Once, I took a pregnancy test on the 20th floor of my college library. It was late at night, but I was so distracted and anxious at the thought of being pregnant that getting any work done was impossible. So I went to the floor of the building that was the least populated, peed on the stick and waited. No one came in. I wasn’t pregnant.
In retrospect, it was unlikely I would have been since I hadn’t had unprotected sex, but my period was late, and so there I was. I threw the test out and got back to studying, directing that flood of unspeakable relief into my work. Being able to return to normalcy was how I celebrated.
I remembered this incident the other day because someone told me her friend had thrown herself a party when she found out she wasn’t pregnant, including red punch and a uterus piñata. After this conversation, I Googled “celebrating not being pregnant” and found this, as well as a clip from that Sex and the City episode in which Samantha throws herself an “I Don’t Have a Baby” party, but the search mostly yielded a lot of Pinterest-y things about celebrating your pregnancy, including how to do it without booze and a list of absurd ways to mark the occasion. So then I talked to some actual people.
B assumed she was pregnant and was researching her options when she got her period at work. ” I almost cried in the bathroom,” she told me. “I had to keep myself from grinning at my desk. That night, I bought myself a bottle of wine.”
In college and right after, R had two pregnancy scares, both of which were likely due to the fact that she was in an emotionally abusive relationship.
“I never knew when he was going to break up with me or, if we were broken up, when he was going to call out of nowhere and ask if we could get back together,” she said. “On one occasion, I had my best friend come over to be with me when I took the pregnancy test. She’d brought over lots of treats and, I later found out, two cards: one congratulating me on not being pregnant and another telling me it would be OK. I was so relieved that I wasn’t pregnant that we ended up throwing ourselves a dance party right then and there.”
R wasn’t the only person who told me about a pregnancy scare in the midst of an abusive relationship. While it was actually a change in birth control that was causing A’s pregnancy symptoms, finding out she wasn’t pregnant led to many important revelations, including that she would have an abortion if she turned out to be pregnant.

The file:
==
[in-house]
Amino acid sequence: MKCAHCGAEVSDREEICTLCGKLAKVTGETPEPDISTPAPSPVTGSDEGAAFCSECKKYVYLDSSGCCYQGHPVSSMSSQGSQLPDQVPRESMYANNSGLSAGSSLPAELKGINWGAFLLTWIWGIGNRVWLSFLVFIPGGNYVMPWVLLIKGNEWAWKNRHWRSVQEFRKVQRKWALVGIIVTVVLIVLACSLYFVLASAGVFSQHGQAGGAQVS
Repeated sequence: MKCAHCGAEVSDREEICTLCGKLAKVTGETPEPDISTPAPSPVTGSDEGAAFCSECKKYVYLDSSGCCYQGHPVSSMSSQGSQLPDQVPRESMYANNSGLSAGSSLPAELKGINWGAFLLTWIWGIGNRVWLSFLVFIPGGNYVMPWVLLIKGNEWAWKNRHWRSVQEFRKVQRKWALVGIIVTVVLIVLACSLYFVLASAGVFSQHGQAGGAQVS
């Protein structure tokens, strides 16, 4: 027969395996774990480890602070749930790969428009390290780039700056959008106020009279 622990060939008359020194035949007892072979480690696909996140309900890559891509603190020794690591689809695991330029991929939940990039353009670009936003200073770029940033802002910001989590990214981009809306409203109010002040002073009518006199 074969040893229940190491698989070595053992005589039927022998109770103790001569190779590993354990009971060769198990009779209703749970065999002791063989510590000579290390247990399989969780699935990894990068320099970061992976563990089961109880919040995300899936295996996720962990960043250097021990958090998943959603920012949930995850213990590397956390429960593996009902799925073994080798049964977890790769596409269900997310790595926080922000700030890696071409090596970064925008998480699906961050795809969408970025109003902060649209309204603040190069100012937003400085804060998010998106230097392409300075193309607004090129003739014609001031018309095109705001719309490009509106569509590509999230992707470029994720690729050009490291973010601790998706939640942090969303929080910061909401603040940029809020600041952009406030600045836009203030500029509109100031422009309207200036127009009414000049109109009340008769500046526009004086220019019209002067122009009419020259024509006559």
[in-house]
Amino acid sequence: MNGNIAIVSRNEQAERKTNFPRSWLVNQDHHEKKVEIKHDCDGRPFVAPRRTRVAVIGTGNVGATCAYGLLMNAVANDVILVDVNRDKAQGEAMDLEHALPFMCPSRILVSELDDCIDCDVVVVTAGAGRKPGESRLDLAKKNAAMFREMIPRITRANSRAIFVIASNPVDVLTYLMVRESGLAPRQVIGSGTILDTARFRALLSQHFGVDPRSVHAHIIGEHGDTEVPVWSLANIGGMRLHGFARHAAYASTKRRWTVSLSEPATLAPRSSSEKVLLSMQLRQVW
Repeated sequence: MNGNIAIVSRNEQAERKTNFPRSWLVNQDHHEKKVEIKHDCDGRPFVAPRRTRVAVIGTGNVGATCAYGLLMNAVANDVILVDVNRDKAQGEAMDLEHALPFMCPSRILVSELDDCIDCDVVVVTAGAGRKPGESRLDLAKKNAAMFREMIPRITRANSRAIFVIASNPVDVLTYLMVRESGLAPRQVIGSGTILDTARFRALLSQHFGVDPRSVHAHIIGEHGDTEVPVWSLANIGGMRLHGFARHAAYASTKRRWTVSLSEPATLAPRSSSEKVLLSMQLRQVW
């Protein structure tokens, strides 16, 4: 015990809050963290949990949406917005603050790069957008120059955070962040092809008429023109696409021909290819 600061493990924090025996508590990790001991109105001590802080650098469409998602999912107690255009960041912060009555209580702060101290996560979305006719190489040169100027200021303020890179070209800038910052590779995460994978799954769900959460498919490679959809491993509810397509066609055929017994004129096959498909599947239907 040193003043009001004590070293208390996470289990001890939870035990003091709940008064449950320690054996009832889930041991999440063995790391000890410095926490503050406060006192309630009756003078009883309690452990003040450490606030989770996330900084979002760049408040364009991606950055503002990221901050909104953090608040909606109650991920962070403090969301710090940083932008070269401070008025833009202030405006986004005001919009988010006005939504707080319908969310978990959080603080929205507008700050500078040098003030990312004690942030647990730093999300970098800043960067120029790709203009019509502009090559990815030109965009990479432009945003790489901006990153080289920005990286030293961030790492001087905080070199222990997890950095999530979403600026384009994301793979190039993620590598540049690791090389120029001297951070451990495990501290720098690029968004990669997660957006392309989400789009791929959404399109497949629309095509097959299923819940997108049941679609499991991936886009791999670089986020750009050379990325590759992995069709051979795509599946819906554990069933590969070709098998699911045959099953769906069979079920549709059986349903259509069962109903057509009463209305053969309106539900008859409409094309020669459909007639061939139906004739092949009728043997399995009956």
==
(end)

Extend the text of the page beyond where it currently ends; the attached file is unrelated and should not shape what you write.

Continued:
“I was in a terribly toxic, co-dependent relationship with a man who would be pleased to know I was pregnant just so I would stay,” explained R. “I didn’t tell him. I kept drinking. If I had this baby, I would be forever trapped with him. When I realized it was only a switch in birth control that was causing the symptoms, I was beyond relieved. I broke up with him (perhaps it took this scare to get me there). But I never forgot the sureness of that feeling. I would have done it. And I’m so glad I didn’t have to.”
Unless you know you don’t want to have kids, how happy you are not to be pregnant might vary. It’s a matter of timing. At some point, you might be thrilled and at another, miserable. While R was relieved when she wasn’t pregnant in her 20s, nine years later, when she and her partner were trying to conceive and nothing was happening, her feelings were very different.
“I went to the doctor and she mistakenly determined that I had a brain tumor and couldn’t conceive. I was heartbroken and couldn’t stop thinking about that day when my friend and I celebrated my negative pregnancy test.” It turned out she didn’t have a brain tumor, just a severely underactive thyroid. Once that was dealt with, she was able to get pregnant.
We don’t always allow ourselves to have complicated feelings, especially when it comes to things like pregnancy and fertility. It’s hard to imagine that what we were delirious with joy about years before might make us deeply unhappy at a different time in our lives. It’s OK to celebrate not being pregnant when you don’t want to be pregnant (here’s where you can buy a uterus piñata, and here’s where you can learn to make one), and it’s OK to mourn when it’s not happening. Make the best decisions you can when you have to make them, and in the midst of it all, take care of yourself and one another.
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